Despite her split with Yushchenko, Tymoshenko said that she would take part in the anniversary. Yushchenko's Our Ukraine party, which is organizing the celebrations, said all those who supported his presidential campaign had been invited.

The black Pora, however, said it would hold a separate demonstration to press Yushchenko to fulfill his election promises.

Last year Nadya Prudyak, 24, now a leading black Pora member, was one of those who slept out in the tents on the square.

She canvassed for Yushchenko at the city's universities -- a job that she said had now left a bad taste in her mouth.

"Much of the old system we were fighting has remained. We were fighting not because we liked Yushchenko but because we hoped for big political changes. We wanted to get rid of the players of Kuchma's era, but nothing has changed," she said.

Many former Orange Revolution supporters blame not only Yushchenko for dashing of their dreams -- they blame Tymoshenko's government too, for allowing inflation to rise and failing to maintain living standards.

The new government initially raised pensions and salaries, but Tymoshenko and Yushchenko fell out over how to deal with the thorny issue of the Kuchma-era privatizations, when insiders laid their hands on large chunks of state industry in cut-rate deals. Tymoshenko called for hundreds of deals to be annulled, but Yushchenko favored a softer approach.

Government interference in the economy was blamed for scaring off investors and prompting an increase in food and gas prices. The economy has grown by less than 4 percent this year -- a shocking decline from last year's 12 percent growth.

During last year's protests, Yulia Artushenko, 59, a resident of Ukrainka, a small town 40 kilometers outside Kiev, brought fresh pies she had baked to the people on Independence Square. Now, she said, her enthusiasm has "completely gone."

"I believed in that revolution so much," she said. "I really wanted to live in a new country, but the only things that have changed are that food prices have gone up and that it's more difficult for pensioners to live now."

Scandals surrounding Yushchenko's government have also played their part in turning his former supporters against him.

In one particularly high-profile case, the high-rolling lifestyle of Yushchenko's son Andriy came under scrutiny as many asked where a 19-year-old student had come by a $100,000 BMW, an expensive cell phone and money to spend in Kiev's most fashionable nightclubs.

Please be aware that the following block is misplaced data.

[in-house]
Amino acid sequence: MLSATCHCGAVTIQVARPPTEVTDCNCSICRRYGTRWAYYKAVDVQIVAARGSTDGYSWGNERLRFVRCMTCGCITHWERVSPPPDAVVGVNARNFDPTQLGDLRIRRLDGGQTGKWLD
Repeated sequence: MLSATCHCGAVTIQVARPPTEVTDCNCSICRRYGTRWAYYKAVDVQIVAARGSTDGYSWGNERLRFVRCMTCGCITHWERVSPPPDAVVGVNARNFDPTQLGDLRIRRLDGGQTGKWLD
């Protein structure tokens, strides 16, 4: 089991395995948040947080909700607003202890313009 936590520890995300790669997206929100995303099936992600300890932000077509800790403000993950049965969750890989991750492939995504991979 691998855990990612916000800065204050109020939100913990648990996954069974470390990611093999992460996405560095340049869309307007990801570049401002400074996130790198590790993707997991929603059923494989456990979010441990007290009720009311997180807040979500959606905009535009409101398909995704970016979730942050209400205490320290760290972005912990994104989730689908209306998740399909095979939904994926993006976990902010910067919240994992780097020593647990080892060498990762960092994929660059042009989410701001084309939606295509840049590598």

The online newspaper Ukrayinska Pravda, which supported Yushchenko's election campaign, was the first to raise the issue. But at a news conference, Yushchenko angrily accused one of the newspaper's reporters of being on someone's payroll.

"This is not what we expected from Yushchenko," said the paper's chief editor, Alyona Prytula. "When he was running for president, he promised that he would make public the incomes of all his family, but we're still waiting for that."

Prytula founded the newspaper five years ago with investigative reporter Heorhiy Gongadze in an effort to expose corruption under Kuchma's regime. In November 2000, Gongadze's headless body was found outside Kiev, and Kuchma was accused of involvement in the killing. Kuchma has denied any wrongdoing.

Soon after Yushchenko was elected, he pledged to find and punish those responsible for Gongadze's murder, but it remains unsolved.

"Yushchenko gave his word that Heorhiy's killers would be found, but he hasn't been able to carry out his promise," Prytula said.

Now, she said, the newspaper has broken with Yushchenko and is in opposition again.

"I'm tired of leading the opposition media. What I want is to be part of the normal media in a normal country," Prytula said.

The only positive change under Yushchenko, she said, is that the press is free -- and that journalists are no longer afraid of being killed if they criticize the president.

The sense of disillusionment appears reflected in recent polls, such as one carried out last month of 2,100 people by the Ukrainian Institute of Social Research. It found that 20 percent of respondents planned to vote for Yanukovych's Regions Party in March's parliamentary elections, while 13.8 percent said they would vote for Tymoshenko's bloc and just 12.3 percent for Yushchenko's Our Ukraine party.

In Simonenko's hometown of Odessa, where most residents speak Russian as their first language and Yanukovych won about 70 percent of the vote in last year's elections, she said friends and neighbors now laugh at her for supporting the protests.

"They say, 'So, what happened with your beloved Yushchenko?' It's so disappointing," Simonenko said.

She said the upcoming elections left her cold.

"I don't even know whom to vote for," she said. "What choice is there anymore?"